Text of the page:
Virgil lived through the fall of the Roman Republic and the establishment of the Empire. In his poems we see a series of attempts, increasingly ambitious in scale and conception, to combine technical brilliance and beauty with profound meditation on the nature of imperialism and the relation of the individual to the State. From short pastoral poems on love and song he progressed to the heroic myth of the founding of Rome. "The Aeneid", immediately recognised as the greatest masterpiece of Latin literature, has had incalculable influence on European literature in the two thousand years since it was first published.
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... on which , he says : ' I played “ Corydon was once on fire with love for Alexis ” and “ Whose flocks are these ? Do they belong to Meliboeus ? ” ' ( 5.84f . ) . That is to say , he quotes the opening lines of the ...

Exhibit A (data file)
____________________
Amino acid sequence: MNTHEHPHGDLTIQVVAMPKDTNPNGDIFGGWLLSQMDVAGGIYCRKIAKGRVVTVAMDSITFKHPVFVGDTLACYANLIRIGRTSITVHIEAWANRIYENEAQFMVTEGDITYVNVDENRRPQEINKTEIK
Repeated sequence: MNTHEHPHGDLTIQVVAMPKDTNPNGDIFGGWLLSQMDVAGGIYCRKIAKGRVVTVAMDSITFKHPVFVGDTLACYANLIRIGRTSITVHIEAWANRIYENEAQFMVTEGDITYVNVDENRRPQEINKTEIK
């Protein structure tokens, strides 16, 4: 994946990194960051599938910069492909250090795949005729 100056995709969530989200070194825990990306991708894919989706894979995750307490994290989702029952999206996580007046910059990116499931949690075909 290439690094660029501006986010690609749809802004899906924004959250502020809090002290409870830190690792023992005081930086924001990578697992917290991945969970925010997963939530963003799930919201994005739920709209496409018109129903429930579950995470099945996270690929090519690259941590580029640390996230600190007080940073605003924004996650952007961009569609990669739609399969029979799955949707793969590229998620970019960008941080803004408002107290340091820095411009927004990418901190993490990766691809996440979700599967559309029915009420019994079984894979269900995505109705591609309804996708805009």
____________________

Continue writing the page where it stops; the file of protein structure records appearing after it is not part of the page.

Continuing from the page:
“ Soon I shall be girding myself to sing of his brilliant battles ' ( G3.10-48 ) . Again the passage , like the opening of the First book , is at once profuse and evasive . The image of the Muses following as captives was not one of ...
It is interesting to compare the opening of Catullus ' poem , which describes the sailing of the ship Argo in quest of the Golden Fleece , with Virgil's description , where he certainly had the Catullan passage in mind , of Aeneas and ...
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Rome and Arcadia
the Muse in hobnails
The Aeneid and the myth of Rome
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